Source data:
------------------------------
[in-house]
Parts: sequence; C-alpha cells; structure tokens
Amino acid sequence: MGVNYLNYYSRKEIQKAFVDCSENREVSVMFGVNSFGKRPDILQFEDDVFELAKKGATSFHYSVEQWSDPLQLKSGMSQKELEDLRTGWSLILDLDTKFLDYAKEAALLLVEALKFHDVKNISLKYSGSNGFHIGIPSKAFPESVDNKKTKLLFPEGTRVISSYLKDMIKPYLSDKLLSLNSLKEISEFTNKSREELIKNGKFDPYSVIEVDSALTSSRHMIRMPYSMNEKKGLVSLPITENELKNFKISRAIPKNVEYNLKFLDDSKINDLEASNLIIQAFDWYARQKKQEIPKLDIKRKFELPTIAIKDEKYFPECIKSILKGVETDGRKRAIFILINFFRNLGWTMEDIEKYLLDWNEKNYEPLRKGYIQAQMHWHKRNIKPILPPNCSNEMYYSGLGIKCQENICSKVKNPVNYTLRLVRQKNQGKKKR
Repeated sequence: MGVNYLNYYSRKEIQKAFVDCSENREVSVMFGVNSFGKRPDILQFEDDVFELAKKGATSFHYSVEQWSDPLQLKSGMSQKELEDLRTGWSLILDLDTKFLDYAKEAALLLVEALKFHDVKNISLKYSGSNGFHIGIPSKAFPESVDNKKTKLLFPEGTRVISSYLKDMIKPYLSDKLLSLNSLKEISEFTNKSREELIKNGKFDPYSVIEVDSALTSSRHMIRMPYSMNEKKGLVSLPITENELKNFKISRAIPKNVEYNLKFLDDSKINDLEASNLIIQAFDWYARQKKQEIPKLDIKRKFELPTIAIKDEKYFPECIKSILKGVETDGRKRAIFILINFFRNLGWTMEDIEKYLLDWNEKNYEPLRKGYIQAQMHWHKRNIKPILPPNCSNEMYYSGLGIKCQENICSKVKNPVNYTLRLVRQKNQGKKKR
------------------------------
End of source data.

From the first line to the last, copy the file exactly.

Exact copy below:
[in-house]
Parts: sequence; C-alpha cells; structure tokens
Amino acid sequence: MGVNYLNYYSRKEIQKAFVDCSENREVSVMFGVNSFGKRPDILQFEDDVFELAKKGATSFHYSVEQWSDPLQLKSGMSQKELEDLRTGWSLILDLDTKFLDYAKEAALLLVEALKFHDVKNISLKYSGSNGFHIGIPSKAFPESVDNKKTKLLFPEGTRVISSYLKDMIKPYLSDKLLSLNSLKEISEFTNKSREELIKNGKFDPYSVIEVDSALTSSRHMIRMPYSMNEKKGLVSLPITENELKNFKISRAIPKNVEYNLKFLDDSKINDLEASNLIIQAFDWYARQKKQEIPKLDIKRKFELPTIAIKDEKYFPECIKSILKGVETDGRKRAIFILINFFRNLGWTMEDIEKYLLDWNEKNYEPLRKGYIQAQMHWHKRNIKPILPPNCSNEMYYSGLGIKCQENICSKVKNPVNYTLRLVRQKNQGKKKR
Repeated sequence: MGVNYLNYYSRKEIQKAFVDCSENREVSVMFGVNSFGKRPDILQFEDDVFELAKKGATSFHYSVEQWSDPLQLKSGMSQKELEDLRTGWSLILDLDTKFLDYAKEAALLLVEALKFHDVKNISLKYSGSNGFHIGIPSKAFPESVDNKKTKLLFPEGTRVISSYLKDMIKPYLSDKLLSLNSLKEISEFTNKSREELIKNGKFDPYSVIEVDSALTSSRHMIRMPYSMNEKKGLVSLPITENELKNFKISRAIPKNVEYNLKFLDDSKINDLEASNLIIQAFDWYARQKKQEIPKLDIKRKFELPTIAIKDEKYFPECIKSILKGVETDGRKRAIFILINFFRNLGWTMEDIEKYLLDWNEKNYEPLRKGYIQAQMHWHKRNIKPILPPNCSNEMYYSGLGIKCQENICSKVKNPVNYTLRLVRQKNQGKKKR